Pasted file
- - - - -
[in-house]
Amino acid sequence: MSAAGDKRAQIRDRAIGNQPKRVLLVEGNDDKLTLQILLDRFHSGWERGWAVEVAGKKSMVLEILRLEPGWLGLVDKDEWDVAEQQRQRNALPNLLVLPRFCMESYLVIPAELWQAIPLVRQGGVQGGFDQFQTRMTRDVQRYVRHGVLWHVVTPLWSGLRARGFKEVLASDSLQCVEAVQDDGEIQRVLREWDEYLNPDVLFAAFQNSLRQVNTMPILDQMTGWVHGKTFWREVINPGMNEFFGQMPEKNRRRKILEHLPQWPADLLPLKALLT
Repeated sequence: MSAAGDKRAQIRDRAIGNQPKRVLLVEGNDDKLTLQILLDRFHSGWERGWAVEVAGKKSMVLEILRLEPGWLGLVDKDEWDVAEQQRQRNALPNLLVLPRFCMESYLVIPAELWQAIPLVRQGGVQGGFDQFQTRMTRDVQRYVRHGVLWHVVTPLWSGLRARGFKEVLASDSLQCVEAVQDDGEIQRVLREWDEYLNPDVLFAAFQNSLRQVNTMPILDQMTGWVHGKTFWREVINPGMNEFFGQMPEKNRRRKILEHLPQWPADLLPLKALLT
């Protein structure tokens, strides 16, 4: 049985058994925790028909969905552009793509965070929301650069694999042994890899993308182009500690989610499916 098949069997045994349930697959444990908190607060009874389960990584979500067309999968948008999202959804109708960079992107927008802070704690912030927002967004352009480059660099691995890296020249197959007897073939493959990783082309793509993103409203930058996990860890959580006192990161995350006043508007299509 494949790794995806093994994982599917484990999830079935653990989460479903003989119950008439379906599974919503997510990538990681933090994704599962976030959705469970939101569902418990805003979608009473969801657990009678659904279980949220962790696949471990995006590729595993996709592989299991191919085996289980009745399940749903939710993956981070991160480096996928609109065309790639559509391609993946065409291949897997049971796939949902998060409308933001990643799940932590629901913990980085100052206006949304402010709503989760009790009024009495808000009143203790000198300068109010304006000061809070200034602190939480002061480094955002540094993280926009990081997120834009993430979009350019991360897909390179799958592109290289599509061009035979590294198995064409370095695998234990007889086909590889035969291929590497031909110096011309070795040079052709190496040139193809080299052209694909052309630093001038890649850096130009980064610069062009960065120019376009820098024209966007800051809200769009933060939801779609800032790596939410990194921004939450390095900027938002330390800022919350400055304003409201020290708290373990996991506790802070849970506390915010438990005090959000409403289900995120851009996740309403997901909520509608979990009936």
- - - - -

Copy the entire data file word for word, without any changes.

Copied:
[in-house]
Amino acid sequence: MSAAGDKRAQIRDRAIGNQPKRVLLVEGNDDKLTLQILLDRFHSGWERGWAVEVAGKKSMVLEILRLEPGWLGLVDKDEWDVAEQQRQRNALPNLLVLPRFCMESYLVIPAELWQAIPLVRQGGVQGGFDQFQTRMTRDVQRYVRHGVLWHVVTPLWSGLRARGFKEVLASDSLQCVEAVQDDGEIQRVLREWDEYLNPDVLFAAFQNSLRQVNTMPILDQMTGWVHGKTFWREVINPGMNEFFGQMPEKNRRRKILEHLPQWPADLLPLKALLT
Repeated sequence: MSAAGDKRAQIRDRAIGNQPKRVLLVEGNDDKLTLQILLDRFHSGWERGWAVEVAGKKSMVLEILRLEPGWLGLVDKDEWDVAEQQRQRNALPNLLVLPRFCMESYLVIPAELWQAIPLVRQGGVQGGFDQFQTRMTRDVQRYVRHGVLWHVVTPLWSGLRARGFKEVLASDSLQCVEAVQDDGEIQRVLREWDEYLNPDVLFAAFQNSLRQVNTMPILDQMTGWVHGKTFWREVINPGMNEFFGQMPEKNRRRKILEHLPQWPADLLPLKALLT
């Protein structure tokens, strides 16, 4: 049985058994925790028909969905552009793509965070929301650069694999042994890899993308182009500690989610499916 098949069997045994349930697959444990908190607060009874389960990584979500067309999968948008999202959804109708960079992107927008802070704690912030927002967004352009480059660099691995890296020249197959007897073939493959990783082309793509993103409203930058996990860890959580006192990161995350006043508007299509 494949790794995806093994994982599917484990999830079935653990989460479903003989119950008439379906599974919503997510990538990681933090994704599962976030959705469970939101569902418990805003979608009473969801657990009678659904279980949220962790696949471990995006590729595993996709592989299991191919085996289980009745399940749903939710993956981070991160480096996928609109065309790639559509391609993946065409291949897997049971796939949902998060409308933001990643799940932590629901913990980085100052206006949304402010709503989760009790009024009495808000009143203790000198300068109010304006000061809070200034602190939480002061480094955002540094993280926009990081997120834009993430979009350019991360897909390179799958592109290289599509061009035979590294198995064409370095695998234990007889086909590889035969291929590497031909110096011309070795040079052709190496040139193809080299052209694909052309630093001038890649850096130009980064610069062009960065120019376009820098024209966007800051809200769009933060939801779609800032790596939410990194921004939450390095900027938002330390800022919350400055304003409201020290708290373990996991506790802070849970506390915010438990005090959000409403289900995120851009996740309403997901909520509608979990009936």